Implementation fidelity trajectories of a health promotion program in multidisciplinary settings: Managing tensions in rehabilitation care

Femke Hoekstra*, Marjolein A.G. van Offenbeek, Rienk Dekker, Florentina J. Hettinga, Trynke Hoekstra, Lucas H.V. van der Woude, Cees P. van der Schans, Elien Heijen, Luikje van der Dussen, Anniek van Vilsteren, Jurrian van der Sijde, Henk Bosselaar, Femke van Haeften, Anke van Cuijck, Sharlon Gardeniers, Harriet Lassche, Astrid Bink, Japhet van Abswoude, Ronald van Driel, Peter van AanholtJoyce Ott-Jansen, Jacobine Schoemaker, Arno van Noord, Leo Huizer, and ReSpAct group

*Corresponding author for this work

Research output: Contribution to JournalArticleAcademicpeer-review


Background: Although the importance of evaluating implementation fidelity is acknowledged, little is known about heterogeneity in fidelity over time. This study aims to generate insight into the heterogeneity in implementation fidelity trajectories of a health promotion program in multidisciplinary settings and the relationship with changes in patients' health behavior. Methods: This study used longitudinal data from the nationwide implementation of an evidence-informed physical activity promotion program in Dutch rehabilitation care. Fidelity scores were calculated based on annual surveys filled in by involved professionals (n = ± 70). Higher fidelity scores indicate a more complete implementation of the program's core components. A hierarchical cluster analysis was conducted on the implementation fidelity scores of 17 organizations at three different time points. Quantitative and qualitative data were used to explore organizational and professional differences between identified trajectories. Regression analyses were conducted to determine differences in patient outcomes. Results: Three trajectories were identified as the following: 'stable high fidelity' (n = 9), 'moderate and improving fidelity' (n = 6), and 'unstable fidelity' (n = 2). The stable high fidelity organizations were generally smaller, started earlier, and implemented the program in a more structured way compared to moderate and improving fidelity organizations. At the implementation period's start and end, support from physicians and physiotherapists, professionals' appreciation, and program compatibility were rated more positively by professionals working in stable high fidelity organizations as compared to the moderate and improving fidelity organizations (p < .05). Qualitative data showed that the stable high fidelity organizations had often an explicit vision and strategy about the implementation of the program. Intriguingly, the trajectories were not associated with patients' self-reported physical activity outcomes (adjusted model β = - 651.6, t(613) = - 1032, p = .303). Conclusions: Differences in organizational-level implementation fidelity trajectories did not result in outcome differences at patient-level. This suggests that an effective implementation fidelity trajectory is contingent on the local organization's conditions. More specifically, achieving stable high implementation fidelity required the management of tensions: realizing a localized change vision, while safeguarding the program's standardized core components and engaging the scarce physicians throughout the process. When scaling up evidence-informed health promotion programs, we propose to tailor the management of implementation tensions to local organizations' starting position, size, and circumstances. Trial registration: The Netherlands National Trial Register NTR3961. Registered 18 April 2013.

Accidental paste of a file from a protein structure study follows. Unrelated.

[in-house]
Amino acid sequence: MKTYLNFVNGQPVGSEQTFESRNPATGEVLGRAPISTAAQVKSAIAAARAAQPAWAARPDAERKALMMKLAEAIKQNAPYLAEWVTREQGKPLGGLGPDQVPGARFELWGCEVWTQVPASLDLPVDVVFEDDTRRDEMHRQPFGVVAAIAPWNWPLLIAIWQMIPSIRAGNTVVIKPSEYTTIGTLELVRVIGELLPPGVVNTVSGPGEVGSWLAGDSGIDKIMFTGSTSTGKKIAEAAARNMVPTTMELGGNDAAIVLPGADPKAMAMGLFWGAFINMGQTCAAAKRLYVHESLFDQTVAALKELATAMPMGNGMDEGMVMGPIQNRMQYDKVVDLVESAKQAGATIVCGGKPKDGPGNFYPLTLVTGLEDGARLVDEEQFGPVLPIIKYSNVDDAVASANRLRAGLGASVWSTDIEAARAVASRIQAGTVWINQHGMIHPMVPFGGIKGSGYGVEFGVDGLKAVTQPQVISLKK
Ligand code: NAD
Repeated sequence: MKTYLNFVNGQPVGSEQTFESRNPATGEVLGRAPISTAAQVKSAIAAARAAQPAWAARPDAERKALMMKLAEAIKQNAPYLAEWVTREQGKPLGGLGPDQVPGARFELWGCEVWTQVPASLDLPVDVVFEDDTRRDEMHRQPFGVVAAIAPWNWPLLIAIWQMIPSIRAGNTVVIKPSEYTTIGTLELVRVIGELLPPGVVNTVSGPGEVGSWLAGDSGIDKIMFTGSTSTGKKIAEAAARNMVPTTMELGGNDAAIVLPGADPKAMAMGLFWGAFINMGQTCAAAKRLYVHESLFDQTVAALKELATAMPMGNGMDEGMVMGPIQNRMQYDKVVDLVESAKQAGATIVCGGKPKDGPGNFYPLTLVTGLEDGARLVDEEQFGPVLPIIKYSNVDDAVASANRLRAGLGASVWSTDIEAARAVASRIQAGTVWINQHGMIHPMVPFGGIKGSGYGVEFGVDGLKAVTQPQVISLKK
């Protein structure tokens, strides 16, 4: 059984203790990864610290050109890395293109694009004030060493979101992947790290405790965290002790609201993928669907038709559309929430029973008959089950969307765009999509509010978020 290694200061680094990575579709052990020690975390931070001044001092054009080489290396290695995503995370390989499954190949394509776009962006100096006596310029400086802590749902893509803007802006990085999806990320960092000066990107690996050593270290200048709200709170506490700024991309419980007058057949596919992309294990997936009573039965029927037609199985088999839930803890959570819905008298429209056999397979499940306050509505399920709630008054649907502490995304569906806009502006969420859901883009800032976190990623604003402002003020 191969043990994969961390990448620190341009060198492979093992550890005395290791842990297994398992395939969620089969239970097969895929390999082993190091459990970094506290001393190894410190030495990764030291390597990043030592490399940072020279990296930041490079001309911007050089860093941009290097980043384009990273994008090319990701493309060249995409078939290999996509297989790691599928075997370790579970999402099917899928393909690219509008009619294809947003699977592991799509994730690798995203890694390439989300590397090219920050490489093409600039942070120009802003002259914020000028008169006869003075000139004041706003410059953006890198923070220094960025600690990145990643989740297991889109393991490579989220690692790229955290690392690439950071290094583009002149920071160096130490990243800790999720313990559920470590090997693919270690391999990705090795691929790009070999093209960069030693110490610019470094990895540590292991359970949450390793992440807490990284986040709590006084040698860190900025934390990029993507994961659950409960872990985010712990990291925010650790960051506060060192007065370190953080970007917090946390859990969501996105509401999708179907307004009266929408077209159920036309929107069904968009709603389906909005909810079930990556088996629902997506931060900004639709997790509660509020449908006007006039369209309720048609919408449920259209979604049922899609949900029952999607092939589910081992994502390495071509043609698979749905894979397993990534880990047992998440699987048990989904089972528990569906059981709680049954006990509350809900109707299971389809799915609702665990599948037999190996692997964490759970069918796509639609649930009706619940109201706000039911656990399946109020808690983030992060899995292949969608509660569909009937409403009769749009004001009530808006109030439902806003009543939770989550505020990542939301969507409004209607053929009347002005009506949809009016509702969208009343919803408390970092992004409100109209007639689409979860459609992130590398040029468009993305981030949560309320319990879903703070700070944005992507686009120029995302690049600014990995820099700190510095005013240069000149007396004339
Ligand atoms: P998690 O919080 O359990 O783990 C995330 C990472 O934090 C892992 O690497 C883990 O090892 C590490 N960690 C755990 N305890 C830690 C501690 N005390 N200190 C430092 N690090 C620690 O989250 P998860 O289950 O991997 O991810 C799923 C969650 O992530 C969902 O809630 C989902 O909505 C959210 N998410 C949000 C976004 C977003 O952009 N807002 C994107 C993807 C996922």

Original languageEnglish
Article number143
JournalImplementation Science
Issue number1
Publication statusPublished - 1 Dec 2017


  • Active lifestyle
  • Dissemination
  • Knowledge-translation
  • Mixed-methods
  • Multidisciplinary care


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